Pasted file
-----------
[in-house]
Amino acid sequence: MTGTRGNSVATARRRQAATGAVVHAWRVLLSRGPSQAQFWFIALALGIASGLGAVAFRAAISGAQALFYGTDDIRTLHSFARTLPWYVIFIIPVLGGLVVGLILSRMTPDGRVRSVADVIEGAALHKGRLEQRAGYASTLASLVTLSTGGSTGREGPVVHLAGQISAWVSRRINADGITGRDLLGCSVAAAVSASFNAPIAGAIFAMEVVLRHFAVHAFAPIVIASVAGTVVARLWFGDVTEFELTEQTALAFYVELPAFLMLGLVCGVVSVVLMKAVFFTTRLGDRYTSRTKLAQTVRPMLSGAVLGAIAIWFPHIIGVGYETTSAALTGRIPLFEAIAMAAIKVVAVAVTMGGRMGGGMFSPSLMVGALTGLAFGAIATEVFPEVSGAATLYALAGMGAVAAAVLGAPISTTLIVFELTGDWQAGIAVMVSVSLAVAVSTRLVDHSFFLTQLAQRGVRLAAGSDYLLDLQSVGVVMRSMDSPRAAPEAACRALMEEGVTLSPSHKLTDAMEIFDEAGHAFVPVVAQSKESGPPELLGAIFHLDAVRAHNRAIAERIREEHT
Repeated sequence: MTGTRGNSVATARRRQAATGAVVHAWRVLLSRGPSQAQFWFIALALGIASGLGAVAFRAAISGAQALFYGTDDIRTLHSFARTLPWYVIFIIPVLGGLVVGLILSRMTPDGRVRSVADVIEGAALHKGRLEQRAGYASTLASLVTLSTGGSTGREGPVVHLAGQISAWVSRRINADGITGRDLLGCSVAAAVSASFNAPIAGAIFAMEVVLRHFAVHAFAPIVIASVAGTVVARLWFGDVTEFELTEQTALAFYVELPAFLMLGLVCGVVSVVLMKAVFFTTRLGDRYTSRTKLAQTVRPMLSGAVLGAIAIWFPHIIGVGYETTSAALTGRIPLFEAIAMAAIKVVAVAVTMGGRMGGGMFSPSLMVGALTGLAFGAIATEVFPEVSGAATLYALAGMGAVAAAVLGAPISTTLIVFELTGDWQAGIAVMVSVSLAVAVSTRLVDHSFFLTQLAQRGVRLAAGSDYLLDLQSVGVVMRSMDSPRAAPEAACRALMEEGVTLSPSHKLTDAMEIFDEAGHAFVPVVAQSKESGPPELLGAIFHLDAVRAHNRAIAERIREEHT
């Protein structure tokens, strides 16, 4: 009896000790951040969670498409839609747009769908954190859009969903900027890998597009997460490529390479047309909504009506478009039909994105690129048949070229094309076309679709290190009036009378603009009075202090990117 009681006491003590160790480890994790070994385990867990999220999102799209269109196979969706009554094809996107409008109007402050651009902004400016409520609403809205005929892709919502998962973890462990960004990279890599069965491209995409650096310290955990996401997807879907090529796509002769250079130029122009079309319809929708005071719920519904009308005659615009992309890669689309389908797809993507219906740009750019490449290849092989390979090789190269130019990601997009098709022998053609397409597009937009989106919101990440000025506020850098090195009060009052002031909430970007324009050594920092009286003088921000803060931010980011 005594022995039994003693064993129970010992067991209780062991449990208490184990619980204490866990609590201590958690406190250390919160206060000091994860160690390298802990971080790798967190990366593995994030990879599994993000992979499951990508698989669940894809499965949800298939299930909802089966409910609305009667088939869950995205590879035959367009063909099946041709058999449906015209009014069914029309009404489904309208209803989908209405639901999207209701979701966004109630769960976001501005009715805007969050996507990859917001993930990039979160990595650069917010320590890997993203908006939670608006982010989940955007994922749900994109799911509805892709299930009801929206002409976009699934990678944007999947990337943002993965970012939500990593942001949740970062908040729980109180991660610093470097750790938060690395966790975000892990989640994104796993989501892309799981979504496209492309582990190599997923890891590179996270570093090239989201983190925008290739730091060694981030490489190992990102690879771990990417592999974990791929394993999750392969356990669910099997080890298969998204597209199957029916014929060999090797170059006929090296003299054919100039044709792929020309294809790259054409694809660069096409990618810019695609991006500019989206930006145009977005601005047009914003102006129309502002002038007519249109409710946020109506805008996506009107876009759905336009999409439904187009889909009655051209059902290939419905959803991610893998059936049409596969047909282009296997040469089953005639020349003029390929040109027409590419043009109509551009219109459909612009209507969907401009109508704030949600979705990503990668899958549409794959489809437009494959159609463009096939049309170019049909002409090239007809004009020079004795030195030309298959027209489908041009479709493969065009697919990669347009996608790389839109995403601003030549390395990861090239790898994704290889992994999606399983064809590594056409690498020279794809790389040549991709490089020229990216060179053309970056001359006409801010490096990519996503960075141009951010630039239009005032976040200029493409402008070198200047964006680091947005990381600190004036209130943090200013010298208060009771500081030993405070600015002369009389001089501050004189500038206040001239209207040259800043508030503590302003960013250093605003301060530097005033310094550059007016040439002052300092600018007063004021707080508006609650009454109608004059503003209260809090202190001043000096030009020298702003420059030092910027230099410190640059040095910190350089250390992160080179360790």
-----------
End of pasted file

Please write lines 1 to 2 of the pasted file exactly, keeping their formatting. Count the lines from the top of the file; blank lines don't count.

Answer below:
[in-house]
Amino acid sequence: MTGTRGNSVATARRRQAATGAVVHAWRVLLSRGPSQAQFWFIALALGIASGLGAVAFRAAISGAQALFYGTDDIRTLHSFARTLPWYVIFIIPVLGGLVVGLILSRMTPDGRVRSVADVIEGAALHKGRLEQRAGYASTLASLVTLSTGGSTGREGPVVHLAGQISAWVSRRINADGITGRDLLGCSVAAAVSASFNAPIAGAIFAMEVVLRHFAVHAFAPIVIASVAGTVVARLWFGDVTEFELTEQTALAFYVELPAFLMLGLVCGVVSVVLMKAVFFTTRLGDRYTSRTKLAQTVRPMLSGAVLGAIAIWFPHIIGVGYETTSAALTGRIPLFEAIAMAAIKVVAVAVTMGGRMGGGMFSPSLMVGALTGLAFGAIATEVFPEVSGAATLYALAGMGAVAAAVLGAPISTTLIVFELTGDWQAGIAVMVSVSLAVAVSTRLVDHSFFLTQLAQRGVRLAAGSDYLLDLQSVGVVMRSMDSPRAAPEAACRALMEEGVTLSPSHKLTDAMEIFDEAGHAFVPVVAQSKESGPPELLGAIFHLDAVRAHNRAIAERIREEHT